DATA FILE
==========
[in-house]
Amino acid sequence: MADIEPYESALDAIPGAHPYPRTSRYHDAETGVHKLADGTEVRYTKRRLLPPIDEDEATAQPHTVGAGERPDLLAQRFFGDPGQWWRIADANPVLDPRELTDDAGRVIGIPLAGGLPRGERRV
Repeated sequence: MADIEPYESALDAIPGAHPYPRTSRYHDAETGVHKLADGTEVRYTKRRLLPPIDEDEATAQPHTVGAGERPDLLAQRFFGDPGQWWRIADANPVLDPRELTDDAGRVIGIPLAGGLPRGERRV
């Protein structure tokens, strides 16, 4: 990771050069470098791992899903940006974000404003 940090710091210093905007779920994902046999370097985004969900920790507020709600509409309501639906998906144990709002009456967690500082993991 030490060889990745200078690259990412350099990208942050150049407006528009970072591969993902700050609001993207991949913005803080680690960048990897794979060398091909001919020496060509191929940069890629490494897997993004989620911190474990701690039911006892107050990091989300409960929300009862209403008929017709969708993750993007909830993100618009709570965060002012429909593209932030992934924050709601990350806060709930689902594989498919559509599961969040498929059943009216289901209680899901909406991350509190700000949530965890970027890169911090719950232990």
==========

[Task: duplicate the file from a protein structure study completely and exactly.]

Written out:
[in-house]
Amino acid sequence: MADIEPYESALDAIPGAHPYPRTSRYHDAETGVHKLADGTEVRYTKRRLLPPIDEDEATAQPHTVGAGERPDLLAQRFFGDPGQWWRIADANPVLDPRELTDDAGRVIGIPLAGGLPRGERRV
Repeated sequence: MADIEPYESALDAIPGAHPYPRTSRYHDAETGVHKLADGTEVRYTKRRLLPPIDEDEATAQPHTVGAGERPDLLAQRFFGDPGQWWRIADANPVLDPRELTDDAGRVIGIPLAGGLPRGERRV
């Protein structure tokens, strides 16, 4: 990771050069470098791992899903940006974000404003 940090710091210093905007779920994902046999370097985004969900920790507020709600509409309501639906998906144990709002009456967690500082993991 030490060889990745200078690259990412350099990208942050150049407006528009970072591969993902700050609001993207991949913005803080680690960048990897794979060398091909001919020496060509191929940069890629490494897997993004989620911190474990701690039911006892107050990091989300409960929300009862209403008929017709969708993750993007909830993100618009709570965060002012429909593209932030992934924050709601990350806060709930689902594989498919559509599961969040498929059943009216289901209680899901909406991350509190700000949530965890970027890169911090719950232990």